Stress Test Zombies: Not Too Big To Fail? Tough Tootsies Little Banks!
March 13, 2009
Stress Test Zombies: Not Too Big Too Fail? Tough Tootsies Little Banks!
There are certain professions in which the collective genius of the American people dominates the field: semiconductor design, fast food product differentiation, fire-control systems for air-to-air combat, and con artistry. That these are not, at the moment, sufficient to earn a current account surplus, is a problem being worked on, not least by the service exporters in the latter occupation.
Last week, we learned from Fed Chairman Ben Bernanke and
Treasury Secretary Tim Geithner that Washington lacks the guts to fix the
problems eating away at the US financial system, at least so far. So large
are the derivative-fueled losses and so majestic the collective incompetence of
the Congress, regulators and the Sell Side dealers on Wall Street in enabling
these losses, that the judgment of the single party state
called Washington is to simply hide the problem under an ever-widening
Notice that there are no foreign-owned banks as part of the stress test group. Note too that there are several banks on the list that are rated "F" by the IRA Bank Monitor as of year-end 2008. These negative ratings are driven both by negative ROEs as well as above-average realized credit losses.
We see two issues facing Bernanke, Geithner and the Obama Administration when it comes to the cowardly "feed the zombies" approach articulated last week. First, it is not sustainable financially and must eventually be changed because of funding constraints. And two, the policy of subsidizing the bond holders of the largest banks is unworkable politically and must eventually also be changed to conform with domestic political reality. That's right, at some point the Obama Administration may need to choose between our foreign creditors and American voters.
The Bernanke/Geithner approach to not dealing with the financial crisis amounts to a hideous public subsidy of the global transactional class, a transfer of wealth from American taxpayers to the institutional investors who hold the bonds and derivative obligations tied to the zombie banks, AIG and the GSEs. All of these companies will require continuing cash subsidies if they are not resolved in bankruptcy.
Remember that the maximum probably loss ("MPL") shown in The IRA Bank Monitor for the top US banks with assets above $10 billion, also known as Economic Capital, is a cash number representing the amount of incremental capital the banks may require to absorb the losses from a 3-4 standard deviation economic slump, such as the one we have today. If you include the subsidy required for the GSEs and AIG, the US Treasury could face a collective funding requirement of $4 trillion through the cycle. Do Ben Bernanke and Tim Geithner really believe that they can sell such a program to the Congress? To put it in perspective, the $250 billion in the Obama Budget for additional TARP funds will not quite cover Citigroup (NYSE:C).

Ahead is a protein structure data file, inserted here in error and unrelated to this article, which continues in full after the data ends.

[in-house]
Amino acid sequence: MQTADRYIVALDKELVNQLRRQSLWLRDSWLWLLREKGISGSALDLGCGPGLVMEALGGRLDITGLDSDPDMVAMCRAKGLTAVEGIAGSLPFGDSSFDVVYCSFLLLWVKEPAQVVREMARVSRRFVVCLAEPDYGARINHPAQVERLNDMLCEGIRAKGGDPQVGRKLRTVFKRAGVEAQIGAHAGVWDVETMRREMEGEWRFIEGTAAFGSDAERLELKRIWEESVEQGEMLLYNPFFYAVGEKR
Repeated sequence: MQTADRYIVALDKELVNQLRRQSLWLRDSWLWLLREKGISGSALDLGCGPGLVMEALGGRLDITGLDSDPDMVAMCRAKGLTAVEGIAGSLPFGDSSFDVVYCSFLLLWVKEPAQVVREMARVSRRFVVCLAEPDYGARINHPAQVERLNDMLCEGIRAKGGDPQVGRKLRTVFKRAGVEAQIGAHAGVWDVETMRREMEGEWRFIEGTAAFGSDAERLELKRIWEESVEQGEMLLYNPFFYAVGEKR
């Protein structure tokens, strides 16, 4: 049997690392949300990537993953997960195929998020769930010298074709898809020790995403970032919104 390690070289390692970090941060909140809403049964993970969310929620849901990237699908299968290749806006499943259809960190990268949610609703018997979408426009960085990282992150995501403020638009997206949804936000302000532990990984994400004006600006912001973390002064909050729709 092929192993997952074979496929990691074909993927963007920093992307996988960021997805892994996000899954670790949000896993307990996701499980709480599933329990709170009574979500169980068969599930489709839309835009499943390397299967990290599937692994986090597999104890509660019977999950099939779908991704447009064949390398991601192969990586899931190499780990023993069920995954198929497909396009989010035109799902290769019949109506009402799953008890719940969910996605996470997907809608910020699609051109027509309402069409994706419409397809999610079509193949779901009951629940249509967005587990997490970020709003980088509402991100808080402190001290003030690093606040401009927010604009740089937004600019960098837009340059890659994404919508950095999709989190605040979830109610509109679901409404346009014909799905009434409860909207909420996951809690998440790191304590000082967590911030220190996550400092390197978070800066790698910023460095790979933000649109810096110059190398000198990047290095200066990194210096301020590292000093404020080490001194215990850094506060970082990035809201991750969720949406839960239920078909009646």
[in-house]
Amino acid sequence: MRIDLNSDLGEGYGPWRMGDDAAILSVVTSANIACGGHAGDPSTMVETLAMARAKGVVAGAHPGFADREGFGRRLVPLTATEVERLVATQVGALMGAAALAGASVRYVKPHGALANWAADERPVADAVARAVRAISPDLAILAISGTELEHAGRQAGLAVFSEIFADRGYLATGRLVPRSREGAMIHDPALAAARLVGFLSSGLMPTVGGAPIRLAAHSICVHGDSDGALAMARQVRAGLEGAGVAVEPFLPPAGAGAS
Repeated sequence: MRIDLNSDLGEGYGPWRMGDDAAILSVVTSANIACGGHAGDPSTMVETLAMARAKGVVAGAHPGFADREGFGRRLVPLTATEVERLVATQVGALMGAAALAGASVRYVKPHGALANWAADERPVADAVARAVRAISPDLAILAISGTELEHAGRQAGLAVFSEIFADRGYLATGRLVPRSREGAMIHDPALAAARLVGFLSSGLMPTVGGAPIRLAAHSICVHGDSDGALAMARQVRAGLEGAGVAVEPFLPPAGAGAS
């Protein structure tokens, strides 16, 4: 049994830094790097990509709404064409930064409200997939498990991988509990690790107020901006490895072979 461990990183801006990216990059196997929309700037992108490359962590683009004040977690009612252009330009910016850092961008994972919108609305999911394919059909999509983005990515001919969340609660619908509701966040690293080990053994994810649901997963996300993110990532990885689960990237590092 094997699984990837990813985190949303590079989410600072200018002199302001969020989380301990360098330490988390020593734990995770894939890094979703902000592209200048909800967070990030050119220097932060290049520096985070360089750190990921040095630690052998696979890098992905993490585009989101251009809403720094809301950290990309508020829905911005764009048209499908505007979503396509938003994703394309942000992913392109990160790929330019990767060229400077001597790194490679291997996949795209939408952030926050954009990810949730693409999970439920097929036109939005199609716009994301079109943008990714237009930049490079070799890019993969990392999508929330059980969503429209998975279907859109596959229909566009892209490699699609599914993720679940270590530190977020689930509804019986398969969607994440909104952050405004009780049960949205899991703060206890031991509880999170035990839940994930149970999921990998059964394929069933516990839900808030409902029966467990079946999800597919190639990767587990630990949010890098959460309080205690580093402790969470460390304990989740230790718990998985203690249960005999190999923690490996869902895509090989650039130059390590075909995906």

Bottom line: The policy decision articulated this week by Bernanke and Geithner represents the largest transfer of wealth in American history, yet no legislation and been passed and no meaningful debate has occurred. The biggest danger facing the markets is that Ben and Tim still do not seem to have a clue what to do about the big banks -- other than to write more checks against the public trust. The conflict over this decision to pass the cost to the taxpayer, between the Fed, Treasury and the Congress, on the one hand, and the Wall Street dealer banks is staggering, yet nothing is said in the Big Media.
The Fed and Treasury claim that situations like C and AIG
cannot be addressed idiosyncratically, to paraphrase our friend David Kotok, but
the reality is more complex. Fact is, the Sell Side dealers have leveraged the
real economy via OTC derivatives to such a degree that bailing out toxic waste
sites like AIG, several large Euroland banks and the world of structured finance
could cost trillions of dollars. That is the true cost of the
crisis. The only issue is whether we recognize it directly, via a public
resolution, or hide the costs via public subsidies and future
Mark to Market Accounting
To answer your many questions about our view on mark-to-market accounting, the damage - or adjustment - is done. We opposed the way the return to FVA was handled because it was too much driven by accounting and not enough other issues around business reporting. We need to be cognizant of not just accounting goals and rules, but also business reporting, investor relations, legal and business issues in order to assess this question.
We like the idea of more disclosure. We just think that swings in short-term prices observed by M2M need be confirmed by time, then you begin to convince us that the observed average price over a period of time equals value and should affect assets or income.
We submitted individual comments on same to The Financial Crisis Advisory Group (FCAG) of the IASB and FASB. Members of the financial community who care about M2M should attend the open meetings hosted by FASB and submit comments to the FCAG as well.
When we stated on Bloomberg TV a while back that M2M was an attempt by the accounting industry to deal with the growing opacity and deliberate inefficiency of the OTC world, our friend David Reilly ran downstairs and declared our conversion to the forces of good "on the road to Jerusalem." Fair enough. Our recommendation is that we continue to report M2M price swings, but be more reasonable when it comes to writing down performing assets vs. income and charging-off credit exposures that are paying as contracted. The inclusion of something that resembles an impairment test may be part of the eventual solution.Questions? Comments? email@example.com
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